36th Annual Larval Fish Conference

The 36th Annual Larval Fish Conference was held at the Solstrand Hotel, Osøyro, Norway. A picturesque region situated 30km south of Bergen on Bjørnefjord.  Approximately 150 participants attended from around the world, all with one thing in common – they studied the early life history (ELH) of fish. Throughout the week we were treated to a series of stimulating presentations, some fine cuisine and bright, clear skies punctuated with the occasional shower (a ubiquitous component of Hordaland life I‘ve heard).


Why the interest in larval fish? A question I‘m frequently asked when explaining the topic of my PhD. For many species, small fluctuations in survival of ELH stages can have dramatic effects on the adult population. The marine environment is constantly subjected to change, induced both naturally and anthropogenically, it‘s important to understand how ELH stages respond to these pressures in order to understand the dynamics of post-larval fish. The link between ELH stage survival and recruitment was first suggested by Johan Hjort (1914, 1926) and his hypotheses formed the foundation for almost a century of research on recruitment variability. Now considered to be a product of complex biological, physical and geographical interactions, Hjort‘s original hypotheses are too restrictive to explain the complexities observed in recruitment variability, however the enduring influence of his work still resonates throughout larval fish ecology (for a nice overview see Houde, 2008). And his presence was felt throughout much of this year’s Larval Fish Conference. 


Biophysical modelling is a rapidly growing field of research. General circulation models (GCMs) that produce realistic flow-fields are coupled to Individual-based models (IBMs) incorporating larval growth, mortality and behaviour. The resulting model is used to study dispersal pathways and fate of ELH stages. Many applications of biophysical models were presented and it is clear they are invaluable tools; it was also apparent that there are still several physical and biological considerations required for their further development. A more detailed representation of physiology and predation throughout ontogeny, horizontal swimming behaviour, navigational cues, individual variability and stochasticity in GCMs were all suggested as ways to improve models. Also highlighted, and perhaps most importantly of all, is the need for empirical research to provide accurate estimates for model parameters and validate model output. Among my personal highlights was the research of project VITAL (Vital Rates of Pelagic Fish and Larvae). Adopting a holistic approach, they are conducting a series of experimental studies to estimate larval swimming speeds, predation by medusae and metabolic, growth and ingestion rates under varying environmental conditions. The results will be used to parametise an IBM to examine early life stage survival and dispersal in sardines and anchovies. I look forward to seeing the results.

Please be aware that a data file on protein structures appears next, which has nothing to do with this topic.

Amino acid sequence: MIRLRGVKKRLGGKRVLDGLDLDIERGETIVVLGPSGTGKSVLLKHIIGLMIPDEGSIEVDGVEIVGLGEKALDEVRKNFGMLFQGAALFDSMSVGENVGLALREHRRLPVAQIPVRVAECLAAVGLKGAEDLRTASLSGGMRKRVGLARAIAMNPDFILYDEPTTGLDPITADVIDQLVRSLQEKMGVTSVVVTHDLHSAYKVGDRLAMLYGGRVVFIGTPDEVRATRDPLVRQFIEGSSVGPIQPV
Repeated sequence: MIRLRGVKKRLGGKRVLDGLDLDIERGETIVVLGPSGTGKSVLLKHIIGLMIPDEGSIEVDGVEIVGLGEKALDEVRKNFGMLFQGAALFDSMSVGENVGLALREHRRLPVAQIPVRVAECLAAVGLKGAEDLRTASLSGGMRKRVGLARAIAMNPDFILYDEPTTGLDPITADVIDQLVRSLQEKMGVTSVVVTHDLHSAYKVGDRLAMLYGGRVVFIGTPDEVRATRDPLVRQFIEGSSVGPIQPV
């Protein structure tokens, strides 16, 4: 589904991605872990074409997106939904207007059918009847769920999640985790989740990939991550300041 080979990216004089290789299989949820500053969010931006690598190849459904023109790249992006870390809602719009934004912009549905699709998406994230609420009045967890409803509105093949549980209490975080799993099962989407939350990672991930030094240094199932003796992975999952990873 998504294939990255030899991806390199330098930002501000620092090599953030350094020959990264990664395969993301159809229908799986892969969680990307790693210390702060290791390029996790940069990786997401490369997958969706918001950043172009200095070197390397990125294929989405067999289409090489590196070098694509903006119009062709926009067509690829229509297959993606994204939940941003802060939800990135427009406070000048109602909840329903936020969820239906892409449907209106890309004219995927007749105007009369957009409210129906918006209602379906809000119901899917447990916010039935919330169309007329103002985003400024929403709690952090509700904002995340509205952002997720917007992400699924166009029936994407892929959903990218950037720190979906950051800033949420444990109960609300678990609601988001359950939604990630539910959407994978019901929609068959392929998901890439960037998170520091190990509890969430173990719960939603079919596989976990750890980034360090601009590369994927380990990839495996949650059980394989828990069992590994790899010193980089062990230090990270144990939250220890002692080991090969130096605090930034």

The “effects of oil and natural gas surveys“ was an interesting session. In the aftermath of the Deepwater Horizon oil disaster, and owing to its large scale and unique nature (e.g. continual underwater flow), public concern regarding oil spills and their ecological consequences is probably at its greatest. Although the effects of crude oil on fish ELH stages are not immediately visible and receive little attention from the media it is an important and active area of research; as mentioned above, small fluctuations in survival of ELH stages can have dramatic effects on recruitment. John Incardona gave a fascinating talk about the effects of crude oil exposure on embryonic heart development; exposure to high levels of toxicity invariably lead to larval mortality, whereas exposure to low toxicity can lead to latent mortality, a trend seen across multiple species. Work in this field is invaluable to understanding the short- and long-term ecosystem impacts of major oil spills, small-scale spills that occur on a day-to-day basis and dispersants used to breakdown oil. Also highlighted was the need for collaboration between toxicologists and ecologists to bridge the gap between exposure effects at the individual level and their ramifications at higher levels of biological organisation.


Socially, the event was also a success. Socialisers were encouraged most evenings, a tour of the recently established Oseana Art and Culture Centre was arranged (including a concert showcasing the music of Grieg and Bergen‘s Ole Bull) and contingents of swimmers and anglers took to Bjørnefjord whenever time (and weather) permitted. The conference banquet was held on Thursday night when student awards were announced, a raffle was conducted (with many participant-donated items) and a rather amusing auction took place, culminating in Claire Paris and Myron Peck battling it out for the prestigious Annual Larval Fish Conference flag.


All in all, I really enjoyed the conference and highly recommend it to anyone studying the ELH stages of fish. The conference will be held in Miami and Quebec City in 2013 and 2014 respectively, I hope to see you there.    




Hjort, J. 1914. Fluctuations in the great fisheries of northern Europe viewed in the light of biological research. Rapp. P.-V. Reun. Cons. Int. Explo. Mer, 20: 1-228.

Hjort, J. 1926. Fluctuations in the year classes of important food fishes. J. Cons. Int. Explor. Mer, 1: 5-38.

Houde, E.D. 2008. Emerging from Hjort’s shadow. J. Northw. Atl. Fish. Sci, 41: 53-70.

By William Butler, NorMER PhD Student
Published Aug. 15, 2012 4:33 AM - Last modified Aug. 27, 2012 2:27 PM